Posted on 2 Comments

McCalls M7969

I feel like McCalls M7969 needs no introduction. Every now and again a pattern comes along that the whole sewing community goes crazy for, and this dress is one of them. It’s that dress with those sleeves. Keep on reading for an explanation on why I made it without those sleeves! Sacre Bleu!

You know me – I love a good pattern bandwagon to jump onto, but last year with the pandemic and all, I didn’t have as much money to spend on patterns and fabric. Also the pattern was out of stock in my size everywhere ( and I think it is still hard to get hold of), so even if I had the money I probably wouldn’t have been able to find it!

The time came around this year when I couldn’t wait any longer, FOMO had got the better of me and one of my kind followers let me know that the pattern was in stock at Ahakhan. I didn’t even know that Abakhan sold patterns! Of course I charged over to their website, and it was indeed available at that time. Before I knew it, it was in my basket and on it’s way to me. Phew.

So many beautiful variations with this pattern.

The style of the dress is supposed to be ‘very loose fitting’ according to the pattern envelope description, but I didn’t want it to feel too relaxed as this look can sometimes overwhelm me as I’m only 5’2″. My size put me in the ‘Medium’ size range for this pattern, but I wondered if the ‘Small’ might give me the fit that I was going for. My measurements are 34-29-38. The dress comes with sleeve, ruffle and length variations so it has something for everyone. Unfortunately this pattern doesn’t cover all sizes in a single pattern. You choose either the size XS – MED or the L – XXL. This is frustrating if you find yourself in the MED -L size range as you have to make a decision on which size pattern to go for.

To check the fit before cutting into my ‘good’ fabric I made a toile in the small size out of an old sheet. This was important not only to check the fit, but also to see how the fabulous massive sleeve would look on my frame. I cut one of the large puffy sleeves (view A sleeve) and one of the narrower sleeves (view B and C), to see which I liked better.

The big sleeve just felt too big for my frame, also it made me look very wide across the shoulders from the back. When I attached the slimmer, shorter sleeve to the other arm it felt much more comfortable and I liked how it looked when I roughly gathered it up with a gathering thread. Rather than gathering it into a cuff as I normally would I added some clear elastic to the inside which creates a nice little ruffle edge. Also TBH if I had made the big sleeves I would be forever catching them in door handles. You know what I mean all you statement sleeve lovers out there ūüėČ

Take a shot each time I say sleeve! ūüėČ

The sleeve is a raglan style and gathers really beautifully at the shoulder so that it fits into the bias tape neckline edge. It really is a beautiful feature of the dress.

After machine stitching the bias neckband tape in place around the neck edge, I hand stitched it on the inside, as recommended in the instructions. You could use the ‘stitch in the ditch’ method with your machine if you’re not a fan of hand sewing. After making my toile I decided NOT to interface the bias neckline tape again. Maybe my medium weight interfacing was just too heavy, but I was certainly glad I left it out for my second version as it was much easier to fold and my neckband edge has still held it’s shape beautifully. I added a couple of stitches on the wrong side of the dress where the crossover meets just to make sure it stays in place where I want it to.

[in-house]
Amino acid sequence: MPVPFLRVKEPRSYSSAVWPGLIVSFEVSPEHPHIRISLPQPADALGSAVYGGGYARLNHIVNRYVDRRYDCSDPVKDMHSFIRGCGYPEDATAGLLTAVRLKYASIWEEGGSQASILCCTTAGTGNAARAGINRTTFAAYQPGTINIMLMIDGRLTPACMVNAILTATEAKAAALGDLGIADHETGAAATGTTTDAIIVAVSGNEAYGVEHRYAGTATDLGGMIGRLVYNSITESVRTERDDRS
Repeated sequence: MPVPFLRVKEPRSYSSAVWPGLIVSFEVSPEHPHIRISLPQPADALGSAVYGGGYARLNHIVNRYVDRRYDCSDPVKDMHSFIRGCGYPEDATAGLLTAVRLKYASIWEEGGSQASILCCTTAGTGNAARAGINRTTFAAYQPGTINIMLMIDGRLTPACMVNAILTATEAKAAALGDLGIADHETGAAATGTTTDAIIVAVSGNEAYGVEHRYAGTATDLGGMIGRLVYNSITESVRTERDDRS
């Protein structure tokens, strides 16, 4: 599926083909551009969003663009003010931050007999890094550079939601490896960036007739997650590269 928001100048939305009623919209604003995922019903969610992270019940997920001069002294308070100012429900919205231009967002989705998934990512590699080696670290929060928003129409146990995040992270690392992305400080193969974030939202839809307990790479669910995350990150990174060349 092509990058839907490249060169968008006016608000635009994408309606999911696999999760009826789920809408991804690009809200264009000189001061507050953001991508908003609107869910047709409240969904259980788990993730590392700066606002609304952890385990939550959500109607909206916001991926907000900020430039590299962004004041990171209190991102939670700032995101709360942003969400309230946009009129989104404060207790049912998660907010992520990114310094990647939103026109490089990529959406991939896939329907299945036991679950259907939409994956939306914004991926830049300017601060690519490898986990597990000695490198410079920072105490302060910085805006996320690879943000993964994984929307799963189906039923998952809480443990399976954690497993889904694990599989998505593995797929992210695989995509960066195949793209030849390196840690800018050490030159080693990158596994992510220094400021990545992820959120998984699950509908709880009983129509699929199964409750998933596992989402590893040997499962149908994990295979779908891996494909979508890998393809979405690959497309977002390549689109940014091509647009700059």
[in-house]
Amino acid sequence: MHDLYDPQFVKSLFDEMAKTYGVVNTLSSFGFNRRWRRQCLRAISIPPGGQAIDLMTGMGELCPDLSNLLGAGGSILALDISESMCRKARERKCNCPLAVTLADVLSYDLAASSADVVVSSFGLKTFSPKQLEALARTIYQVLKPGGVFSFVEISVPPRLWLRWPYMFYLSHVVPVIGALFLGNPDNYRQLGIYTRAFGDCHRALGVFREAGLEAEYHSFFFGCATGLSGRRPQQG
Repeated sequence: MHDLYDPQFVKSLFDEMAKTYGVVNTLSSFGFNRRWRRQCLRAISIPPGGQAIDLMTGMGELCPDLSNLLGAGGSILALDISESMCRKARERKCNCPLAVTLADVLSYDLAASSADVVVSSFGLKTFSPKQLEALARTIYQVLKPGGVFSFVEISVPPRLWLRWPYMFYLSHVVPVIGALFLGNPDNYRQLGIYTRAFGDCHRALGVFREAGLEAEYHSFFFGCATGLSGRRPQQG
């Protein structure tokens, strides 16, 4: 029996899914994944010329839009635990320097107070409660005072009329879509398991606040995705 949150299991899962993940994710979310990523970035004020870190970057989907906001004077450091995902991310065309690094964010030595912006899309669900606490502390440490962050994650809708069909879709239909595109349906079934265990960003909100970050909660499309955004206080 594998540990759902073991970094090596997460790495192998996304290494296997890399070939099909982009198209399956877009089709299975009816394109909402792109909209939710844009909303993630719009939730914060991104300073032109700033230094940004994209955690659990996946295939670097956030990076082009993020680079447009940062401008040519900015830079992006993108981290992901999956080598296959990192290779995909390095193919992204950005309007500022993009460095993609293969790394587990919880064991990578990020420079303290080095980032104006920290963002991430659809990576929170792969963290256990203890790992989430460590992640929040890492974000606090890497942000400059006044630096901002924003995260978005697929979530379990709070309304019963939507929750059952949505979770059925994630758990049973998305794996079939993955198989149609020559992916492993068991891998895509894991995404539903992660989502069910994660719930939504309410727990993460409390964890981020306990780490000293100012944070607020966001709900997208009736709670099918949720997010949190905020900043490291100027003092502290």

Have you even been to a National Trust property if you haven’t had your pic taken in one of their wonderful doorways?

The dress length on my toile was just a smidge too short for me, so before cutting out this dress again I added 1.5″ to the skirt length. Not much but it makes all the difference to me and my wrinkly old knees.

Sadly pockets aren’t included in this pattern so I simply added my own using a pocket pattern piece from another pattern.

My fawn gingham fabric is also from Abakhan. I wrongly assumed that this was a cotton gingham when I bought it, but it has some polyester content in it. Silly me for not checking carefully enough. Never mind, not quite exactly what I had in mind, but not the end of the world.

I am blown away by just how much I love how this dress turned out. Sometimes those raised waist dresses can be a little unflattering for those of us with a bit of a bigger bust, but I really like where the waist seam sits on me – especially at the back for some reason. I also adore the subtle shape of the neckline at the back – that beautiful curved dip is adorable

The fawn/cream gingham print looks wonderful with gold coloured jewellery, so I accessorised this dress with the gold button necklace from my shop.

Thanks to my husband Mick for patiently taking these pictures on our 24th wedding anniversary trip to Coughton Court this week.

Take care and I’ll be back soon,

Kathy @sew_dainty x

Posted on Leave a comment

Fibre Mood Dolly.

It’s that time again – Fibre Mood 15 Magazine is out today, and I was lucky enough to take a peek at the patterns a few weeks ago and choose one to make and share with you *

As usual there is a great choice of patterns in the magazine – dresses, tops, trousers and skirts, but as always I was drawn towards the dresses and I eventually opted to make Dolly.

Dolly is a simple loose fitting A-line dress with elbow length puffed raglan sleeves (gathered at the cuff), and a gathered neckline with a statement bow to finish it off. The finished dress length is always your choice of course (as a dressmaker) and I cut this version the exact length of the pattern piece without alteration which you can see hits me just above the knee. I’m 5’2″ for reference. I think maybe I will lengthen the dress next time I make it by a couple of inches.